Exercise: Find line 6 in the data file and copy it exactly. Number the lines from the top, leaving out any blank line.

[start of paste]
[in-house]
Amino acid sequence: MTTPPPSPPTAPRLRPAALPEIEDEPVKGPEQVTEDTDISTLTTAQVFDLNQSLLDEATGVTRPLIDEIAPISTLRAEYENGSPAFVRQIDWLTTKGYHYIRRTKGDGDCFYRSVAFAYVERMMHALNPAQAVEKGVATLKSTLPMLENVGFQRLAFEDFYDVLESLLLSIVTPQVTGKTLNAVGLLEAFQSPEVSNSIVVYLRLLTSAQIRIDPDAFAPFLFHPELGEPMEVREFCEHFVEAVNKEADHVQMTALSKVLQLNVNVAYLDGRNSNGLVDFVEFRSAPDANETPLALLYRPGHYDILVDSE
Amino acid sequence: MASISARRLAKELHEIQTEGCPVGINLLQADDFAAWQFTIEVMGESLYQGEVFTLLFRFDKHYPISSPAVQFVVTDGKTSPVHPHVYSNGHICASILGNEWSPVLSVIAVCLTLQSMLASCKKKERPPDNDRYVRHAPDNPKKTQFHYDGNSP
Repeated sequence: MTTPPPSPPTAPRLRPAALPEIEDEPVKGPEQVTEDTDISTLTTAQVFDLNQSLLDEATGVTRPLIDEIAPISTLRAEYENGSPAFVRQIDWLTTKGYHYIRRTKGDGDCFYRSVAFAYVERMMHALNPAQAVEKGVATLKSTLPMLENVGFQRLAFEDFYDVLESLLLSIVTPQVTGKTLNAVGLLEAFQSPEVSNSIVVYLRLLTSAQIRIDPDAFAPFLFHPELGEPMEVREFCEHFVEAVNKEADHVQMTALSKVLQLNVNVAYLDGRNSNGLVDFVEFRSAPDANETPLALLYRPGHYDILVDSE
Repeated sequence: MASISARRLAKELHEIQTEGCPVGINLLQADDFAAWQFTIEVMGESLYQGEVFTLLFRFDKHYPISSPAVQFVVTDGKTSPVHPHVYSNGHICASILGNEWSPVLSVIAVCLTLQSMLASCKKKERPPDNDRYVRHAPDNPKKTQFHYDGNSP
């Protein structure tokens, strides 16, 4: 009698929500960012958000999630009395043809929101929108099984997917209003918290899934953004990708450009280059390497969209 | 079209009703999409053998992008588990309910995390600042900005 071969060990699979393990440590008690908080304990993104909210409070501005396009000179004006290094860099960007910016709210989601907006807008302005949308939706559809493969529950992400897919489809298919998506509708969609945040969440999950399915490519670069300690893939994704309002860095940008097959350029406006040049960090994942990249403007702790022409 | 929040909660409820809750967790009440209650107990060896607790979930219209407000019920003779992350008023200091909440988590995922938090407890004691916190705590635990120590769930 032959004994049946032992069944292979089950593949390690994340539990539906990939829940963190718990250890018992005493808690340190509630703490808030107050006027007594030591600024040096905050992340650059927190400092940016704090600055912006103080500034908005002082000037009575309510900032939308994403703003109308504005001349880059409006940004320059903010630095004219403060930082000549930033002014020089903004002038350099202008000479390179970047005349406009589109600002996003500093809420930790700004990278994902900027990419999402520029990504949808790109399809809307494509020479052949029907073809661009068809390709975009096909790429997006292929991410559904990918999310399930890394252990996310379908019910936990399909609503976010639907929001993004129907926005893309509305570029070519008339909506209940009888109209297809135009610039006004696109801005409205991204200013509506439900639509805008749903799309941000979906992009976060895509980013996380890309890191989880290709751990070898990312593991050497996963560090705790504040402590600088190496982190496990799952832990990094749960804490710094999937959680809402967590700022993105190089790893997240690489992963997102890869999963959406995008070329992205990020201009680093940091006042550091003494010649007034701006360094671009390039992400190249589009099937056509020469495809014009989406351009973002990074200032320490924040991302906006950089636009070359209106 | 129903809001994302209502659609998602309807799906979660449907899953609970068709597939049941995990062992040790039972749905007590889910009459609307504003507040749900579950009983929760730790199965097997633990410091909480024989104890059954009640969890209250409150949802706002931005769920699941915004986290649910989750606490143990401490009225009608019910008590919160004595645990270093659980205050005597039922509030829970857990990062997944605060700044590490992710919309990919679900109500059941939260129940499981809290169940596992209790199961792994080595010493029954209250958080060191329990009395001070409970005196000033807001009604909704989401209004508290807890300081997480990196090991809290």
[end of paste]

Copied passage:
């Protein structure tokens, strides 16, 4: 009698929500960012958000999630009395043809929101929108099984997917209003918290899934953004990708450009280059390497969209 | 079209009703999409053998992008588990309910995390600042900005 071969060990699979393990440590008690908080304990993104909210409070501005396009000179004006290094860099960007910016709210989601907006807008302005949308939706559809493969529950992400897919489809298919998506509708969609945040969440999950399915490519670069300690893939994704309002860095940008097959350029406006040049960090994942990249403007702790022409 | 929040909660409820809750967790009440209650107990060896607790979930219209407000019920003779992350008023200091909440988590995922938090407890004691916190705590635990120590769930 032959004994049946032992069944292979089950593949390690994340539990539906990939829940963190718990250890018992005493808690340190509630703490808030107050006027007594030591600024040096905050992340650059927190400092940016704090600055912006103080500034908005002082000037009575309510900032939308994403703003109308504005001349880059409006940004320059903010630095004219403060930082000549930033002014020089903004002038350099202008000479390179970047005349406009589109600002996003500093809420930790700004990278994902900027990419999402520029990504949808790109399809809307494509020479052949029907073809661009068809390709975009096909790429997006292929991410559904990918999310399930890394252990996310379908019910936990399909609503976010639907929001993004129907926005893309509305570029070519008339909506209940009888109209297809135009610039006004696109801005409205991204200013509506439900639509805008749903799309941000979906992009976060895509980013996380890309890191989880290709751990070898990312593991050497996963560090705790504040402590600088190496982190496990799952832990990094749960804490710094999937959680809402967590700022993105190089790893997240690489992963997102890869999963959406995008070329992205990020201009680093940091006042550091003494010649007034701006360094671009390039992400190249589009099937056509020469495809014009989406351009973002990074200032320490924040991302906006950089636009070359209106 | 129903809001994302209502659609998602309807799906979660449907899953609970068709597939049941995990062992040790039972749905007590889910009459609307504003507040749900579950009983929760730790199965097997633990410091909480024989104890059954009640969890209250409150949802706002931005769920699941915004986290649910989750606490143990401490009225009608019910008590919160004595645990270093659980205050005597039922509030829970857990990062997944605060700044590490992710919309990919679900109500059941939260129940499981809290169940596992209790199961792994080595010493029954209250958080060191329990009395001070409970005196000033807001009604909704989401209004508290807890300081997480990196090991809290």